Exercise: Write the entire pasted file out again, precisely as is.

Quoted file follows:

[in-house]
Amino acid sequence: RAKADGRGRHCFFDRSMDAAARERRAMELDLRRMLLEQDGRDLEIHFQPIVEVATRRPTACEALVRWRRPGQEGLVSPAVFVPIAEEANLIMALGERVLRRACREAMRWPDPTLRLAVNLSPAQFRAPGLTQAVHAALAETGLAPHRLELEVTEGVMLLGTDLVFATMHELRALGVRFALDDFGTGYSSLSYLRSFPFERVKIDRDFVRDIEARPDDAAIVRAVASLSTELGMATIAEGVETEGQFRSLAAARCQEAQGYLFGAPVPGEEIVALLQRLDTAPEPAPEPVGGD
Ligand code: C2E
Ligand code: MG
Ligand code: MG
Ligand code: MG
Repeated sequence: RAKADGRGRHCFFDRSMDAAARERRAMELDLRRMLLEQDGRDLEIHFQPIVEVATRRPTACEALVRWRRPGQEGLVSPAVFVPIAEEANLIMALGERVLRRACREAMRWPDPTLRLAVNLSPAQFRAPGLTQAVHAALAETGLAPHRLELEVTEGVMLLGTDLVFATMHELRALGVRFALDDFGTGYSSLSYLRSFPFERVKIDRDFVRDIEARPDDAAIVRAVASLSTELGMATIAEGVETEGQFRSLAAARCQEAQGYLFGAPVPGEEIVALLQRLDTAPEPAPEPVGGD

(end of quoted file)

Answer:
[in-house]
Amino acid sequence: RAKADGRGRHCFFDRSMDAAARERRAMELDLRRMLLEQDGRDLEIHFQPIVEVATRRPTACEALVRWRRPGQEGLVSPAVFVPIAEEANLIMALGERVLRRACREAMRWPDPTLRLAVNLSPAQFRAPGLTQAVHAALAETGLAPHRLELEVTEGVMLLGTDLVFATMHELRALGVRFALDDFGTGYSSLSYLRSFPFERVKIDRDFVRDIEARPDDAAIVRAVASLSTELGMATIAEGVETEGQFRSLAAARCQEAQGYLFGAPVPGEEIVALLQRLDTAPEPAPEPVGGD
Ligand code: C2E
Ligand code: MG
Ligand code: MG
Ligand code: MG
Repeated sequence: RAKADGRGRHCFFDRSMDAAARERRAMELDLRRMLLEQDGRDLEIHFQPIVEVATRRPTACEALVRWRRPGQEGLVSPAVFVPIAEEANLIMALGERVLRRACREAMRWPDPTLRLAVNLSPAQFRAPGLTQAVHAALAETGLAPHRLELEVTEGVMLLGTDLVFATMHELRALGVRFALDDFGTGYSSLSYLRSFPFERVKIDRDFVRDIEARPDDAAIVRAVASLSTELGMATIAEGVETEGQFRSLAAARCQEAQGYLFGAPVPGEEIVALLQRLDTAPEPAPEPVGGD